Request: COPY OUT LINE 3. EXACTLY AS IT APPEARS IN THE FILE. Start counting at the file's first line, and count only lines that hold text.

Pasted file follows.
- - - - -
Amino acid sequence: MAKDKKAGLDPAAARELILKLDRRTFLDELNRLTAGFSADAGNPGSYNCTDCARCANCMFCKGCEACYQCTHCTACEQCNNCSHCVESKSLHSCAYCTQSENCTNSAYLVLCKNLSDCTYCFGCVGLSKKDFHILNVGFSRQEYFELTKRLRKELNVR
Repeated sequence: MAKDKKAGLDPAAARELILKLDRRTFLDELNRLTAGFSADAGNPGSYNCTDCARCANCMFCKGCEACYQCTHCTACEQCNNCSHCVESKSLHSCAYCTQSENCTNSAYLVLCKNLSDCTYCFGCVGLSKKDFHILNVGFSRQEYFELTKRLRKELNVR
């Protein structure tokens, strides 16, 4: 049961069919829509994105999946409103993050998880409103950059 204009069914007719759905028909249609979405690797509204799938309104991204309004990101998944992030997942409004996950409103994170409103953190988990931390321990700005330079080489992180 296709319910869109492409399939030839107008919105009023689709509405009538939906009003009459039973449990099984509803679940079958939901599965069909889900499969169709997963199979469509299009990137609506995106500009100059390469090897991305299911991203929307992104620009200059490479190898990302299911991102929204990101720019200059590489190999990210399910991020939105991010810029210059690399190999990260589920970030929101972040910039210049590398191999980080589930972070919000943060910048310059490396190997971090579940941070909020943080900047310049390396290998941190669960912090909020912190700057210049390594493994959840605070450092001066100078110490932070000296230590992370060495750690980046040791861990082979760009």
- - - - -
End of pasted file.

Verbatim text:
């Protein structure tokens, strides 16, 4: 049961069919829509994105999946409103993050998880409103950059 204009069914007719759905028909249609979405690797509204799938309104991204309004990101998944992030997942409004996950409103994170409103953190988990931390321990700005330079080489992180 296709319910869109492409399939030839107008919105009023689709509405009538939906009003009459039973449990099984509803679940079958939901599965069909889900499969169709997963199979469509299009990137609506995106500009100059390469090897991305299911991203929307992104620009200059490479190898990302299911991102929204990101720019200059590489190999990210399910991020939105991010810029210059690399190999990260589920970030929101972040910039210049590398191999980080589930972070919000943060910048310059490396190997971090579940941070909020943080900047310049390396290998941190669960912090909020912190700057210049390594493994959840605070450092001066100078110490932070000296230590992370060495750690980046040791861990082979760009």